4. Independence. Boarding students quickly learn how to perform many household tasks and chores themselves and they also become more independent learners. In addition, boarders need to be responsible for managing their own money and belongings, helping them to mature earlier and become more resourceful.
  5. Friendships and connections. Boarders often form very close friendships and connections with their boarding 'family'. They have the benefit of having many shared experiences through the enormous extracurricular offering. The connections that boarders make with their fellow residents is never more apparent than during their graduating dinner when they share their stories about life in boarding.
  6. Cultural diversity International and global perspectives. Boys don't see race or colour - they see opportunities to play and relate. Boarding students benefit from living amongst boys from a range of different backgrounds and cultures.
  7. Boarding Specific Wellbeing programmes. We have a team of support staff to meet both the academic and emotional needs of boarders. Furthermore our wellbeing staff member offers an array of recreation and other activities to enhance the boys experience while in residence.
  8. Close community of learners. Living and studying together brings with it many benefits. Helping each other to achieve is just part of living in residence.
  9. Daily routines that teach co-responsibility and discipline. Strict routine and independence from parents fosters self-reliance among our boarders.
  10. Mentorship Teachers and older students in a boarding school environment are uniquely supportive of younger students.
  11. Academic Innovation. Boarding is often ahead of the curve in terms of creating or integrating innovative education techniques and improvements.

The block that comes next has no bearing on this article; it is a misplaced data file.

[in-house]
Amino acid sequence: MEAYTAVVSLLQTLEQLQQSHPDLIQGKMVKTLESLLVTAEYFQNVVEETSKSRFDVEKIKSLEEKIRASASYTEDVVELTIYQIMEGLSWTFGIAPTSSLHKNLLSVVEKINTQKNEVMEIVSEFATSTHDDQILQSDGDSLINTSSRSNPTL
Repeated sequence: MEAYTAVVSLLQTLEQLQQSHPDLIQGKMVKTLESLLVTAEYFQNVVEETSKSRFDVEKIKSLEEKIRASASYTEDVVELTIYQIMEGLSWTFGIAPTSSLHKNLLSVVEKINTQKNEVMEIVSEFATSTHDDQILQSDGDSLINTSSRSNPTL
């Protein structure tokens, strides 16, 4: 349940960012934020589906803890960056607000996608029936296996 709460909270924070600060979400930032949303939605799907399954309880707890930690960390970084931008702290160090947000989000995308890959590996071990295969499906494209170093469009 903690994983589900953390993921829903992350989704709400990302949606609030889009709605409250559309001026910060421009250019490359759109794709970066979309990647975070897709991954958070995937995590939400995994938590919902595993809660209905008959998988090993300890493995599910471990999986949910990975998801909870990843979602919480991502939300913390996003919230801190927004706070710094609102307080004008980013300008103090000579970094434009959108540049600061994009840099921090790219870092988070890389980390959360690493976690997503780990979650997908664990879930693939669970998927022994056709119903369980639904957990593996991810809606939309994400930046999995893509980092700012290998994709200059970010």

12. An environment of learning outside of the classroom. The immersion in school life offered by boarding allows a holistic approach to learning that extends well beyond classroom walls.
  13. Culture of collaboration and responsibility. The boarding school environment encourages all children to learn more about how to work well with others.
  14. Cross curricular. The extra time allowed by boarding school allows for fuller integration of curricula and programmes.

In essence, the Residential Life community at Scotch College offers many rewarding and ongoing experiences that really do add to our College's goal of 'Preparing boys for life'.

A second major differentiator at Scotch College is the strength of community support and participation in big events. This was on display on Saturday night, 19 May when we held our bi-annual Scottish Banquet. Some 400+ parents and staff were treated to yet another night to remember. Special thanks must go to Natasha Taylor, Claire Howie and Sue Moffat for their coordination of the evening. I would also like to extend my sincere gratitude to one of our parents, Mr Liam Bartlett for generously agreeing to MC the evening. The camaraderie and fun loving atmosphere reinforced why Scotch has a culture of which we can be so proud.

Finally, congratulations to all staff, especially Mr Peter Allen, Mrs Kate Quinn and Mrs Katie Hobbs, who assisted in the facilitation of the Scribblers Festival. Across three days, over 1500 students attended sessions at Scotch. The festival was an amazing success.

Have a great fortnight.

Dr A J O'Connell
Headmaster